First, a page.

Behind every Great Man there’s another Great Man who is supposed to have inspired him, even though he’s a unique genius. Whiggish narratives of progress in cavalry tactics often say that Prince Rupert and/or Oliver Cromwell got his brilliant ideas from Gustavus Adolphus. Back in the caracole post we saw how Michael Roberts credited Gustavus Adolphus with getting rid of the caracole and bringing back proper, vigorous, manly shock charges. These assumptions have had knock-on effects for historians of the English Civil Wars, who have often tried to classify various tactics as either Dutch (old and rubbish – how quickly they forgot that Maurice of Nassau was a Great Man) or Swedish (new and good). I’ve already discussed how Rupert and Cromwell weren’t necessarily doing anything new, when we can tell what they were doing at all. This week, see how their tactics don’t relate to national stereotypes.
Prince Rupert of the Rhine was, and still is, a controversial figure in the English Civil War. In 1643 he burnt down Birmingham, but he also did some bad things (see what I did there?). He’s often associated with the cavalier stereotype, in both positive and negative ways. Although he became famous as a cavalry commander, he was also an administrator who helped to build a new army for the King in 1643-44, governor of Bristol when it surrendered in 1645, and later an admiral. This post investigates what we do and don’t know about Rupert’s cavalry tactics. (more…)
Next cavalry tactics post coming up tomorrow and another Wharton letter on Sunday, but for now here’s some quick news:
- I’m on Twitter! @cavalrycorps
- There’s an early modern edition of Carnivalesque blog carnival at The Georgian Bawdyhouse on Saturday 25 August. You can submit any blog posts about early modern history posted in the last couple of months using the submission form.
- There are so many interesting discussions going on at Skulking in Holes and Corners that it’s hard to pick one out, so just read all of them.
And some relatively new blogs that I’ve only recently found out about:
- the many-headed monster: Mark Hailwood and Brodie Waddell blog about early-modern English society and culture, including lots of weird and surprising things
- Past in the Present: Paul Lockhart, who has researched early-modern Denmark and the American Revolution, blogs about his work, early-modern military history in general, and differences between academic and popular history
- Pen, Book, Sword: covers medieval military history, violence, disabilities and lots of other things
- Ross Mahoney is looking into creating an Air Force Records Society. If you’re interested, go and give him support and feedback. There’s more discussion at Airminded.
- Also at Airminded, horror writer Arthur Machen and the First World War.
- Skulking in Holes and Corners asks what was so special about battlefields in early-modern war.
- Language Log reports that inept reactionary pressure group the Queen’s English Society is going to close because most of its members can’t be bothered to do anything, and shows that they weren’t even very good at grammar (hat tip Andrew Hickey). This could also mean the end of the No She’s Not, She’s German Society.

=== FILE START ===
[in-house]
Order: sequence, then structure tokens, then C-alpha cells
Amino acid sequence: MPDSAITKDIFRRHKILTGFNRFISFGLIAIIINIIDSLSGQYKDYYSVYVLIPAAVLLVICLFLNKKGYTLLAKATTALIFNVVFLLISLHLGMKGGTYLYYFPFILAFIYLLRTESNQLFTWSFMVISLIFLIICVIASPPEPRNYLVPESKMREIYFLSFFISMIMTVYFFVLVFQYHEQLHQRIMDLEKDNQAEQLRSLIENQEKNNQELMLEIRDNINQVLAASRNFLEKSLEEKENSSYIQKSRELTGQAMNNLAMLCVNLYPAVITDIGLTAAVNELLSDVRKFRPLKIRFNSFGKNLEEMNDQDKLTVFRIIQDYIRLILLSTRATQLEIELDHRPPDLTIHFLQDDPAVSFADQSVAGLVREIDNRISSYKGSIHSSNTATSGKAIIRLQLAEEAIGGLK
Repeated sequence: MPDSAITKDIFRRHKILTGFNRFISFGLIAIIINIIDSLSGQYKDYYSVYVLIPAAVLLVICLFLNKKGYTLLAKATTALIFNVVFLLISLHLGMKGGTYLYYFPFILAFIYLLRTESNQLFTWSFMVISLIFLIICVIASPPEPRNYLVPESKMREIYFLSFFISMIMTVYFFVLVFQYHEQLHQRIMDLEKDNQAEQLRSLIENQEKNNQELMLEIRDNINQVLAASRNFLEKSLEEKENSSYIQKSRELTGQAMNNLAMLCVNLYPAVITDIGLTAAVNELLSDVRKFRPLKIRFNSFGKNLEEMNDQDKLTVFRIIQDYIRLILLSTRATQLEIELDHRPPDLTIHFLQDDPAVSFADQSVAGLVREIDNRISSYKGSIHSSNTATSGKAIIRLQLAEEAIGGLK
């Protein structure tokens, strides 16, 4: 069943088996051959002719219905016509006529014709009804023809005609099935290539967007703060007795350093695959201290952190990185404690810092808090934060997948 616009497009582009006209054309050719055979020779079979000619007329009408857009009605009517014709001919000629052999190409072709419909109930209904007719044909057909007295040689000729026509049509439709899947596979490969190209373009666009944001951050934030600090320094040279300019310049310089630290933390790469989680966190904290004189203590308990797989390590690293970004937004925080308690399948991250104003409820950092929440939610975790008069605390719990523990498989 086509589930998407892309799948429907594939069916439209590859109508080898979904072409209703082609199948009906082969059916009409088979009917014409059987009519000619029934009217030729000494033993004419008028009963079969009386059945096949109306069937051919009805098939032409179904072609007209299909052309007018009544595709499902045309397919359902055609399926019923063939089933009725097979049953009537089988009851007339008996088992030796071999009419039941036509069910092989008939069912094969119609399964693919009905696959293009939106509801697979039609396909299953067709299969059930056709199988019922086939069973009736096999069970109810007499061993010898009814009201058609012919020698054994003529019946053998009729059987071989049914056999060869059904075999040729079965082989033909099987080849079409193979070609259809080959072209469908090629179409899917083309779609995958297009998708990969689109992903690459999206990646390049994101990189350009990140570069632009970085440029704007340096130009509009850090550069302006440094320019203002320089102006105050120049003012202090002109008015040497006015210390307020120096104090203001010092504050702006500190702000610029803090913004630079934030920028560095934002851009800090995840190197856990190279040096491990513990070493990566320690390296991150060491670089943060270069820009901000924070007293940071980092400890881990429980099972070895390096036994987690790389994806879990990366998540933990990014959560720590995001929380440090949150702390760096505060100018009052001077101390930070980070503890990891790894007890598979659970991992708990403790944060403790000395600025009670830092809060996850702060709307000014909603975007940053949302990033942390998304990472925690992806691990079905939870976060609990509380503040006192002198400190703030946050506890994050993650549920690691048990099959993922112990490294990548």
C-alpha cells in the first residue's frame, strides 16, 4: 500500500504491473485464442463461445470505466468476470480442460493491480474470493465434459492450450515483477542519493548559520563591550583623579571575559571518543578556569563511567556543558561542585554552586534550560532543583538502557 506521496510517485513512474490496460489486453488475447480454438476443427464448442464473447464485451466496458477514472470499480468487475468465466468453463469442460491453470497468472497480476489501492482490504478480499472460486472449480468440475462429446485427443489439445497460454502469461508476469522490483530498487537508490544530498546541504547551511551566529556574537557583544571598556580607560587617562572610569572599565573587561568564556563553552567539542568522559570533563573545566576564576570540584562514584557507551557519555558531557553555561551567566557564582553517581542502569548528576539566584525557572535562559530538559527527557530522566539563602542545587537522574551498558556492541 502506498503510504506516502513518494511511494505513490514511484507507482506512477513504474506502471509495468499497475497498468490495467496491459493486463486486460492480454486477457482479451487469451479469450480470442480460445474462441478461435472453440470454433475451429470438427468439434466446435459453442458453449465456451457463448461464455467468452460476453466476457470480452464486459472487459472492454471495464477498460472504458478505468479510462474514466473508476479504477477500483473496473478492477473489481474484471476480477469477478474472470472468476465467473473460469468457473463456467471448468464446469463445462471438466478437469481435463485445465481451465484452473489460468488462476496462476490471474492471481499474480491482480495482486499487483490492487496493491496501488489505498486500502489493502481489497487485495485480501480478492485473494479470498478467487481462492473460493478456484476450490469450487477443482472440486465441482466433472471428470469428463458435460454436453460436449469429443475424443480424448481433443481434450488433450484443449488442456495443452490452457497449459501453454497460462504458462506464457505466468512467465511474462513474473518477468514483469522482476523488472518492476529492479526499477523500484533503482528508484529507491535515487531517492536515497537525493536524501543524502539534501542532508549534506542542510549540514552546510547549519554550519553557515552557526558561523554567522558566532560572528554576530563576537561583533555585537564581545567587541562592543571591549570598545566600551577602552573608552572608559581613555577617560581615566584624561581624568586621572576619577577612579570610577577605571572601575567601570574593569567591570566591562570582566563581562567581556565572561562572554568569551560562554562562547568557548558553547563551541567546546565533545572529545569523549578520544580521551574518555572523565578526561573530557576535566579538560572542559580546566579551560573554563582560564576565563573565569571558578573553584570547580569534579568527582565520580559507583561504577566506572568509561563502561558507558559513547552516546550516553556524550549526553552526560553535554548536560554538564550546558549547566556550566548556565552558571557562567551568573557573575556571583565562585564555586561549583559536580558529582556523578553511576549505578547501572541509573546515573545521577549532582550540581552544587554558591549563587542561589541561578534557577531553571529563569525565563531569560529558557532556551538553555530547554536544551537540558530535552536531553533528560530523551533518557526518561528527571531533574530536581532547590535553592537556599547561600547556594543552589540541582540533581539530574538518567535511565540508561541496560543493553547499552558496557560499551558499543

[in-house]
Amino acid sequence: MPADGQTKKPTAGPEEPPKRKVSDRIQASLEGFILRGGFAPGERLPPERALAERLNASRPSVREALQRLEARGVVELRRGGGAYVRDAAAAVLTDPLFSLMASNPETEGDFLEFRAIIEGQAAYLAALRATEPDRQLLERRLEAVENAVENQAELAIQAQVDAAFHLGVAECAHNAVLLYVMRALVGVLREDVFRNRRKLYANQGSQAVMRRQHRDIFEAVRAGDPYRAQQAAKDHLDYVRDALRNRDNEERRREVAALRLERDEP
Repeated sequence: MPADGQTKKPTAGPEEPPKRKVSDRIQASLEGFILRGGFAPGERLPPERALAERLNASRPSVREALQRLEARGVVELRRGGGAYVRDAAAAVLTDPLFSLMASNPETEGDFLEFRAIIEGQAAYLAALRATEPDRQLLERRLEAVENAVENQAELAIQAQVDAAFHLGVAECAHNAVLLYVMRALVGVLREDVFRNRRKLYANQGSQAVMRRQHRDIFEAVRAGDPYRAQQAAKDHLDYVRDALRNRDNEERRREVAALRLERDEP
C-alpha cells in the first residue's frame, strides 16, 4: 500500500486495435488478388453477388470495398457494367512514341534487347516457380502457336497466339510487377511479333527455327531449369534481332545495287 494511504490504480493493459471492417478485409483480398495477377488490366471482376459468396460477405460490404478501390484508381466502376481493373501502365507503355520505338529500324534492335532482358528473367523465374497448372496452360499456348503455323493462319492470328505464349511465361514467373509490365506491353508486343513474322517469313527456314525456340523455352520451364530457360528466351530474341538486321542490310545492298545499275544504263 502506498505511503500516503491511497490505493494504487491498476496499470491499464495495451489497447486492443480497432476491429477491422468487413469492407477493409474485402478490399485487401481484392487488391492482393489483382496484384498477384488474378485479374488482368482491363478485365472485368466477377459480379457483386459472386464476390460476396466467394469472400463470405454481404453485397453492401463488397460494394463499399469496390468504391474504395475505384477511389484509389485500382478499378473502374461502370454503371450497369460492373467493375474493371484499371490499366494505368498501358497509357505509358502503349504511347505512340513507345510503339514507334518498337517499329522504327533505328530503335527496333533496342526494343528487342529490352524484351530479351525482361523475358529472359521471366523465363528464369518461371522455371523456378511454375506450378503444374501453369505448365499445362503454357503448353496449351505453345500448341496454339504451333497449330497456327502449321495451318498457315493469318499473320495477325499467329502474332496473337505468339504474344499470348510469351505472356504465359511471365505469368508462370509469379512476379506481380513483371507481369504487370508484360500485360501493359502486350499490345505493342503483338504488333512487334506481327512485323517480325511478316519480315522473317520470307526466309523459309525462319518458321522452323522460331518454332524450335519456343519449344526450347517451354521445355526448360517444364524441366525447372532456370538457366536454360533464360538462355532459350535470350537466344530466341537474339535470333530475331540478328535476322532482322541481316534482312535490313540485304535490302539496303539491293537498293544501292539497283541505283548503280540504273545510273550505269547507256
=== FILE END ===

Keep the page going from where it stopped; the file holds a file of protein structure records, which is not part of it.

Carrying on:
- Historypunk is starting a series of posts on how humanities academics can build an online reputation. In my experience it wasn’t too hard to build up a reputation when I had nothing much to do, but keeping up my online presence has been much harder when it’s competing with paid work and writing for traditional publication. Writing a book has almost killed my blog but now I need to promote the book online. I might have to try Twitter soon…
- Ages ago I was asked to link to this editable collaborative online edition of the Devonshire Manuscript. So now I have, although I haven’t had time to try it out.
- Podcasts of IHR seminars are now freely available under a Creative Commons licence at History SPOT without having to log in, which is a big improvement.
I’m planning to finish my Winter in Windsor series of posts while it’s still winter, but in the meantime here are some links:
Skulking in Holes and Corners is a relatively new blog by Jamel Ostwald, who has written a book about Vauban and is writing another about Marlborough. The blog ‘hopes to facilitate communication between the rarest of beasts, early modern European military historians (EMEMHians – but please give me a better idea for a name)’. He’s made a very good start, so go and read it, comment on it and link to it.
- My book is going to be published on 21 August 2012, and you can already read the blurb. Just proofreading and indexing to go.
- Andrew Hickey has written a brilliant short story about Shakespeare which skewers the snobbery of Oxfordian conspiracy theories.
- Ben Brumfield reports on the 2012 American Historical Association conference from a software developer’s perspective.
- History SPOT has a podcast of Ben Worthy’s IHR seminar paper on the impact of the Freedom of Information Act.
- Zotero 3.0 has been released. It can now run as a standalone program as well as a Firefox extension and has lots of new features. I couldn’t have written my book as quickly (or at all?) without Zotero to manage my bibliography and citations.
- The latest version of the Spotify client crashes whenever I search for Kim Carnes. Bug or feature?